Interior Design Master Class | Restraint

Interior Design Master Class | Restraint

Today, in my continued love of the new design book, Interior Design Master Class, I read an essay on restraint by designer Steven Volpe. Restraint and the act of editing is so important in interior design. Contrary to what you might think, even designers whose styles are exuberant, colorful, and layered, still have to consider these principles in their design, perhaps even more so. When all the elements in a space are loud, statement pieces, they must be the absolute perfect puzzle piece that fits within the interior, not one that's just 'good enough.' On the subject Volpe writes, "Intelligence about quality is essential to a design process steeped in restraint. So is a keen sense of value." If you want a sophisticated, pared-down interior, those pieces need to be strong enough to stand on their own. If these pieces don't have clutter or layers to hide behind, their quality will not lie. This is a good thing though! It's great to have that level of intention with each individual piece within the home. When everything is carefully considered and weighed based on its intrinsic value, the end result will come together as far more than the sum of its parts.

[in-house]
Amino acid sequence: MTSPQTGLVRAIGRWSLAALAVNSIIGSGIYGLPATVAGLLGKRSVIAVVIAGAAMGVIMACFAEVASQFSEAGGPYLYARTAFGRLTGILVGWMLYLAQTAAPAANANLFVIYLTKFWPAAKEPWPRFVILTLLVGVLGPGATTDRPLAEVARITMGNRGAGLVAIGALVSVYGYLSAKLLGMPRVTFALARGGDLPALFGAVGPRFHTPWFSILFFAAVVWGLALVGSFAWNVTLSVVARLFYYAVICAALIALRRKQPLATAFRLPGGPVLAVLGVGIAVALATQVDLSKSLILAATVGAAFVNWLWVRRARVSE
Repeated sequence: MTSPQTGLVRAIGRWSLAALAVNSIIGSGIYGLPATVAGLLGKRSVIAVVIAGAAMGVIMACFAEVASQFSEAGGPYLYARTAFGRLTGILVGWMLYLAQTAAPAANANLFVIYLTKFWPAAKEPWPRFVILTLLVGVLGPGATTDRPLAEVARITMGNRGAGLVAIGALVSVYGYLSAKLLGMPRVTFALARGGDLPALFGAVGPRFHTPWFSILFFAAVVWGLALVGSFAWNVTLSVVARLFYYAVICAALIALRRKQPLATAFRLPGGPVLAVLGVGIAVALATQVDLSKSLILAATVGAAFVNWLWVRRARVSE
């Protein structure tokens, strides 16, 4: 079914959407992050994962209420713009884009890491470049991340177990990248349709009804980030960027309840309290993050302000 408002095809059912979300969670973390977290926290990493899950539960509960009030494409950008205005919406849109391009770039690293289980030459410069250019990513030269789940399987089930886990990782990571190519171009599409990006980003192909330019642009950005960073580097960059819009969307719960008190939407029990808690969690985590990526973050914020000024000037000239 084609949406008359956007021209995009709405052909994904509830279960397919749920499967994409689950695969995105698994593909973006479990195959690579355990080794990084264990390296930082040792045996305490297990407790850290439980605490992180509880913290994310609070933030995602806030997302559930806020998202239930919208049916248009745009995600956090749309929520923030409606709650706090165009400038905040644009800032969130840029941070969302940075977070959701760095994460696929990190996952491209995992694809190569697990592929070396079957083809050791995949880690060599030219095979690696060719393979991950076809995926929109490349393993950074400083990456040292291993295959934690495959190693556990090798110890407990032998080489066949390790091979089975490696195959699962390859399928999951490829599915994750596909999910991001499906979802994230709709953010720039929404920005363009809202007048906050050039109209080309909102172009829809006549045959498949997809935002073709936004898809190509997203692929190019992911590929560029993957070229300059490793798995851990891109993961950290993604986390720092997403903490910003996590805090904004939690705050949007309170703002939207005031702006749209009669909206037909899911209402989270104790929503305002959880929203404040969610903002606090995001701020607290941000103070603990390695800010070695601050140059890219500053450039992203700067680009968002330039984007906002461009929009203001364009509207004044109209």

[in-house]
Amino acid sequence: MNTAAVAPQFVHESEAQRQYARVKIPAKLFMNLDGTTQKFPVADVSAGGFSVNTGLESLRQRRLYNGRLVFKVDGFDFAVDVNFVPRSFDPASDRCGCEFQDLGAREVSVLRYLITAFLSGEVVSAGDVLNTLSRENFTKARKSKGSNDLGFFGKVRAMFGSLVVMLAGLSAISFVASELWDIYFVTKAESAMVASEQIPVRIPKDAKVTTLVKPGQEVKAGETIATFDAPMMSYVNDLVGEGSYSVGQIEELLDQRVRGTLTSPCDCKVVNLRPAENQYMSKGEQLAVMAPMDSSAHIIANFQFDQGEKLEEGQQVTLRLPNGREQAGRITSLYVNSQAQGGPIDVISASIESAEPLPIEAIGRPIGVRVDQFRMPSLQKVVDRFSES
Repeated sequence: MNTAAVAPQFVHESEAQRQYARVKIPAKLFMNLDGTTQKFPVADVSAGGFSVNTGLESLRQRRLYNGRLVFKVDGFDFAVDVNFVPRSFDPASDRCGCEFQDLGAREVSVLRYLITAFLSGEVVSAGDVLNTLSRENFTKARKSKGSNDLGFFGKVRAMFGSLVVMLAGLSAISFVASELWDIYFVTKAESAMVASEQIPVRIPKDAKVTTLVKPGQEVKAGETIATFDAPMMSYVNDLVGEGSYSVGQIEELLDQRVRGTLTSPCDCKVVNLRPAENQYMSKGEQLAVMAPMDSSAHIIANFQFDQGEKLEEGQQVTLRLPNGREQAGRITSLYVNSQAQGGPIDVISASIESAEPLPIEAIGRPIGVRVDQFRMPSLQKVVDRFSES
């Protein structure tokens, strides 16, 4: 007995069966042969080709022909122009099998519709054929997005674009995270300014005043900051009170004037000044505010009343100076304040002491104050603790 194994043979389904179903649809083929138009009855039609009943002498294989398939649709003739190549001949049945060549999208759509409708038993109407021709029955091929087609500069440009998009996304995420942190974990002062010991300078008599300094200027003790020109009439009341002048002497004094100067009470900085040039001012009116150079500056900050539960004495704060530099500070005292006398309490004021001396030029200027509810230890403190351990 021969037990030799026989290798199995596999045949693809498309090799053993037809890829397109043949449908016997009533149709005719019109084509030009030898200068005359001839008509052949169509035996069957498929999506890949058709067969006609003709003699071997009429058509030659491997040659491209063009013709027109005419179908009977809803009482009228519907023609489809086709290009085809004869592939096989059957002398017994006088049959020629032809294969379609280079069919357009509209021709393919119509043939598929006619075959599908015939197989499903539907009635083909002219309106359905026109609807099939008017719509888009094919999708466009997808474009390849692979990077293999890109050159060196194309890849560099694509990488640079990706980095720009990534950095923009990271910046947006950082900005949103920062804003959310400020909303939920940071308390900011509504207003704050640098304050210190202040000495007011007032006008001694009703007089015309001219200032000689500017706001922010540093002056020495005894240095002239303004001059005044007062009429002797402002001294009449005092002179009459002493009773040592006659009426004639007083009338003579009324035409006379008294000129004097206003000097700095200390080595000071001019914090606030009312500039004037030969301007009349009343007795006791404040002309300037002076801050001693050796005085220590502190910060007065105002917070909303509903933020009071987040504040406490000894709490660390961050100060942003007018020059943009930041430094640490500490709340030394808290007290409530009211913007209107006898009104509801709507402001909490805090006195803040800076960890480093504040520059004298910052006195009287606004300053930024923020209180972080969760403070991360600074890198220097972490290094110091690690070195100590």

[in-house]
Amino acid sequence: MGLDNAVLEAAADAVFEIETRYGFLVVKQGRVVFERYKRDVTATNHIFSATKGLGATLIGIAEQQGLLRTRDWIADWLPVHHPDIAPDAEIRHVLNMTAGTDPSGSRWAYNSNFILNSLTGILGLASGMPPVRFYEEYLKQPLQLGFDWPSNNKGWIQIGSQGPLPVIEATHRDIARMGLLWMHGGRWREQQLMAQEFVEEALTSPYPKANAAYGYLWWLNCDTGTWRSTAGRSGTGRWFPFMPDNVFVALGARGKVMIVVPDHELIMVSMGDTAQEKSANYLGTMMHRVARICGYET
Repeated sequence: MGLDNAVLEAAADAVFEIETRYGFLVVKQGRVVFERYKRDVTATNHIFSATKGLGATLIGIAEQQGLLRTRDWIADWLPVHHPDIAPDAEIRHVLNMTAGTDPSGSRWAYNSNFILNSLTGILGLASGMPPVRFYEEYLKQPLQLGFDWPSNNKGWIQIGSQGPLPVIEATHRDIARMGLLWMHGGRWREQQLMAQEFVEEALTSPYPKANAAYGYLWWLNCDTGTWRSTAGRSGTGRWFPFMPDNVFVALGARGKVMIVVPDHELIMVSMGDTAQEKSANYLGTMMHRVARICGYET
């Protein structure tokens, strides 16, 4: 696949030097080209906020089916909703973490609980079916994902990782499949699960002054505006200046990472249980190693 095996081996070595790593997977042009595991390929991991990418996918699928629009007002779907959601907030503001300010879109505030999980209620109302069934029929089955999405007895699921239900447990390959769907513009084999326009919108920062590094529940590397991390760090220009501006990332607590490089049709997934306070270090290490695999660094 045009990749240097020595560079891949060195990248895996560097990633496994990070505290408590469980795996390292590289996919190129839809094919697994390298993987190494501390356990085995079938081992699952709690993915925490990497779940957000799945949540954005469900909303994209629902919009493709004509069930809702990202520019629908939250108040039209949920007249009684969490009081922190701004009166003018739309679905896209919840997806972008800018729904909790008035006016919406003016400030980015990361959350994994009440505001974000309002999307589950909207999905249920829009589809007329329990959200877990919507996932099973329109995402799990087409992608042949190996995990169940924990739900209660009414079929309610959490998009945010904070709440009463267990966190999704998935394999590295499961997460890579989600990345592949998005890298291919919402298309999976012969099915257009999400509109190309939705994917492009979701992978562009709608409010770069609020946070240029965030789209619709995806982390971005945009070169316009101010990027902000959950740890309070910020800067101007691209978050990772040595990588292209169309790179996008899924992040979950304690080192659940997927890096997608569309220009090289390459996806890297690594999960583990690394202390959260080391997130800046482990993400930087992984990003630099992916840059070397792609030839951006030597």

Below are some restrained interiors with high quality pieces that most certainly 'work.'

 A dining room by Volpe that shows just how much he practices what he preaches.

A dining room by Volpe that shows just how much he practices what he preaches.

 Belgian designer Axel Vervoordt is one of the masters of restraint. 

Belgian designer Axel Vervoordt is one of the masters of restraint. 

 As is Annabelle Selldorf.

As is Annabelle Selldorf.

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Interior Design Master Class | Inspiration

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